-rasterization is calculated per tiles, and some cpu-cycles are wasted for those pixel, which are not in triangle (sse can help here to reduce it)
+constant drawing loop which can be unrolled because of the constant size of the tile
+ more cache friendly representation of render targets and textures for random access and texture (we can access the pixels in y direction without destroying the data in the cache, good for pixelshaders, dx/dy derivate calculation,multithreading)
-rejecting just 64 pixels, yes or no, nothing between
+fast accessing the z-buffer thru the x,y coordinates, just comparing higher level which is one floating point number, more better organised structure (grid based)
+demo cubefield rendered at 44 fps and more
The problem with s-buffer is we need sometimes to travel the linked-list of the segments. This is a slow process compared to the hierarchical z-buffer where we have direct access to the memory by calculating the adress from the x,y coordinates. So s-buffer is good for scene without much polygons, because every new polygon adds a new segment to the s-buffer structure and then traveling the growing structure really slowdowns the whole process. See Quake 1. It is using this technique. But in the drawing process the s-buffer is used just for drawing the rooms - static structures which haves small amount of polygons. The mosters,characters are drawn separatly, in another pipeline. But without s-buffer there would be overdraws which can cause more slowdowns.Another problem in scanline based rasterization is the need of clipping. Clipping a polygon in 3d is slow procces and drawing the polygon with the triangle routine is even slower. We need this clipping process for calculating the W coordinates. because we can't use W coordinates behind the camera. And we need to do a perspective division where W coordinate can be equal to 0, which can't be calculated. In tilebased 2d homogenous rasterization we don't have this problem because we directly calculate visible pixels. We even don't need to divide because we are operating in homogenous space. We divide just the interpolated values with the W after checking if the pixel is visible which is that pixel which is lying between the triangle edges and the near and far plane.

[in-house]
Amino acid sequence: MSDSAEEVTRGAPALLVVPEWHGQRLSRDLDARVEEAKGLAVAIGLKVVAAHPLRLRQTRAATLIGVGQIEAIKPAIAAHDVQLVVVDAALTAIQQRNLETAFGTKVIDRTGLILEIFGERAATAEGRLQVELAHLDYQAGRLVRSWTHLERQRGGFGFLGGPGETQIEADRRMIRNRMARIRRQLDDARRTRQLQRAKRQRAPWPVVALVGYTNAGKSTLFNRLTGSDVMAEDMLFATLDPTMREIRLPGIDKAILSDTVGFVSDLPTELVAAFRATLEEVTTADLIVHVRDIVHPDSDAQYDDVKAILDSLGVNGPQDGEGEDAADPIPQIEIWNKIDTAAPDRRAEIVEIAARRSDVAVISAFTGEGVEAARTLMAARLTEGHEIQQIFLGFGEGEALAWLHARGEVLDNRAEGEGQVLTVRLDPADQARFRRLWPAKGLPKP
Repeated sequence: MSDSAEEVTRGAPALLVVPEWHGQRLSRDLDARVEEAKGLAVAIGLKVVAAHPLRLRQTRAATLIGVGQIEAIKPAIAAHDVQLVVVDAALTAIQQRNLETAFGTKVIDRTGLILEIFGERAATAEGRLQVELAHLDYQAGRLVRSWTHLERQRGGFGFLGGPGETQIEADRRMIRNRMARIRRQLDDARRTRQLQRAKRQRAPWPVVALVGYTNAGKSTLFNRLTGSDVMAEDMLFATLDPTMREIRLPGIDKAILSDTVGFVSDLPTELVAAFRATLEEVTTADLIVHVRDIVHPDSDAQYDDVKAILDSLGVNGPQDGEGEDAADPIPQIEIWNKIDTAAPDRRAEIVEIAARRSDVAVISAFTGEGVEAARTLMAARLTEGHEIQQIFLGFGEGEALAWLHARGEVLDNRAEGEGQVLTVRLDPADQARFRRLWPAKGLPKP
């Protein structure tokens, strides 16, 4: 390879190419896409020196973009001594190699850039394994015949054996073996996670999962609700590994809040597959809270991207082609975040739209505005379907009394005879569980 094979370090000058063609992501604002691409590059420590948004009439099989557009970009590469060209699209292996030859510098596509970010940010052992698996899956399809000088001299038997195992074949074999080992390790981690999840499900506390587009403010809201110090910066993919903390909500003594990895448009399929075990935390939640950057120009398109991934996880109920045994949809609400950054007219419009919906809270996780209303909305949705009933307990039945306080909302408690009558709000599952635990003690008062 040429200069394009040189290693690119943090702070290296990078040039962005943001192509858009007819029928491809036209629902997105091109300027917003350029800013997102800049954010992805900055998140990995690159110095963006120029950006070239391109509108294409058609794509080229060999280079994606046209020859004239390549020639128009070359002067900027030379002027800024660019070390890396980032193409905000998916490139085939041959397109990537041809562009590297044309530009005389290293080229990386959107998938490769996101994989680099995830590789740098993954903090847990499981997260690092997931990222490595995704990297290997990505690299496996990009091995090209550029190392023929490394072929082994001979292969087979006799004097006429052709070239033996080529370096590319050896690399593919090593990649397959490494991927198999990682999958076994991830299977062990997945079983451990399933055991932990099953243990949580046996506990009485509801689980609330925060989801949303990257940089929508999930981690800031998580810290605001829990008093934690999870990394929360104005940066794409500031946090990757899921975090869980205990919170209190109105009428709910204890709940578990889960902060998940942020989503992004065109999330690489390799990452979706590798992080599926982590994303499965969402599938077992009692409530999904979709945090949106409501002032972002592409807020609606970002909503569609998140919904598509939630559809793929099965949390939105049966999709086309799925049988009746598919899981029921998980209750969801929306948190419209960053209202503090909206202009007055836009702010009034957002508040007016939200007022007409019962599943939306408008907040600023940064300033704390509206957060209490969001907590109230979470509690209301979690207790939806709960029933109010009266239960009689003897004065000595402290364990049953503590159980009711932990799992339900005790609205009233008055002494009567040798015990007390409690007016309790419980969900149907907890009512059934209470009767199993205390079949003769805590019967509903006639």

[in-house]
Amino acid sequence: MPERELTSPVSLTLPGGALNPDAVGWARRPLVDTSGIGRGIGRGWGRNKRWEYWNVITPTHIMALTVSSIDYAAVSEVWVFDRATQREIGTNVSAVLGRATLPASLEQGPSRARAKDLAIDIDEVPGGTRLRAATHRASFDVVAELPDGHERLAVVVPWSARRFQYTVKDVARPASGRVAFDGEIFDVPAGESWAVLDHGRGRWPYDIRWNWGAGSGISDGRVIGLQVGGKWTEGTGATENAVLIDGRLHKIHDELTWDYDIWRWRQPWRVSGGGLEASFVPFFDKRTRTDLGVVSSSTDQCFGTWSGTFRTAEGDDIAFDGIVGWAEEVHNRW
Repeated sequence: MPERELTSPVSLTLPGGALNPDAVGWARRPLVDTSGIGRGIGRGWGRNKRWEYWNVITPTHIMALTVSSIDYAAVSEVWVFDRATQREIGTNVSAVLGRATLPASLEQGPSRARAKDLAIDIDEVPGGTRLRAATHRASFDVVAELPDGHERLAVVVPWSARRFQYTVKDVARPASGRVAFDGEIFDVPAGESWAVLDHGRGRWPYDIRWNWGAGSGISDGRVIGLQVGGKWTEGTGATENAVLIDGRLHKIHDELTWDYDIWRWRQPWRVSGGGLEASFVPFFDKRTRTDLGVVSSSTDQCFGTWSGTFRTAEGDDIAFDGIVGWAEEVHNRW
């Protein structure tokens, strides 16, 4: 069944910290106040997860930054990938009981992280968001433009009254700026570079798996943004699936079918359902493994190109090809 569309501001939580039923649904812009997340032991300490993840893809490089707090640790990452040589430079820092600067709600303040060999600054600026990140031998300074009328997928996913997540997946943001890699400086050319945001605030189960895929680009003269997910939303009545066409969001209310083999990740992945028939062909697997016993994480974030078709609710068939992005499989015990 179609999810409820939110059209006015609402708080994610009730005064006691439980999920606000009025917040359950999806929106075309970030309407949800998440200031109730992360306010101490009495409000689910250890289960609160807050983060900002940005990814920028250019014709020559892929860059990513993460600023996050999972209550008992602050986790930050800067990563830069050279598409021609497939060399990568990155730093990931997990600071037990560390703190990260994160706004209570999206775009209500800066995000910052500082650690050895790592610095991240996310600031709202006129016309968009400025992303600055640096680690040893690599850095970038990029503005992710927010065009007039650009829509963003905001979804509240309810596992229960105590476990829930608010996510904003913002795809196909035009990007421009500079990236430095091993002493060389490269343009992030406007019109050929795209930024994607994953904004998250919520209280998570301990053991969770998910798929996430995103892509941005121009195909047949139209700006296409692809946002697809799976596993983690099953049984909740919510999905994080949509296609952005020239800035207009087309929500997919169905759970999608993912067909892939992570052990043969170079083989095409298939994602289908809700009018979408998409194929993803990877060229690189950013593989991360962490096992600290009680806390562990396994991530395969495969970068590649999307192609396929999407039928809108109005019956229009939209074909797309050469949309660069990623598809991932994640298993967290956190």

Anyway. I uploaded the scanline render for learning purpose. If something is not clear, just ask me. But i think, the FPS numbers are saying it all. Now i know that using the tile render is the right way and i will continue in it. Its deep in the night. I almost see nothing so.. any feedback any question every reaction is welcome. So... let's get back to the TILE WORLD !!!
Posted 01 July 2011 - 09:20 PM
I implemented per triangle occlusion so we calculate the nearest Z coordinate from the triangle to the camera and then comparing it against Zmin from tiles which are in the bounding box of the triangle. Zmin is in separate array as the whole z-buffer so traveling thru the Zmin array is fast. It simulates the on-chip memory rough z-buffer in hardware. When there is one tile which is behind the Zmin from the triangle, the triangle need to be rendered else it can be skipped. Skipping the triangle can save nice amount of computation and the drawing is faster. This method is descripted in article "Method for accelerated triangle occlusion culling" (http://www.freepaten...0030043148.pdf), but if you are thinking about the hierarchical z-buffer, you get the idea automaticaly. I've got similar idea, when i was programming the n-level z-buffer.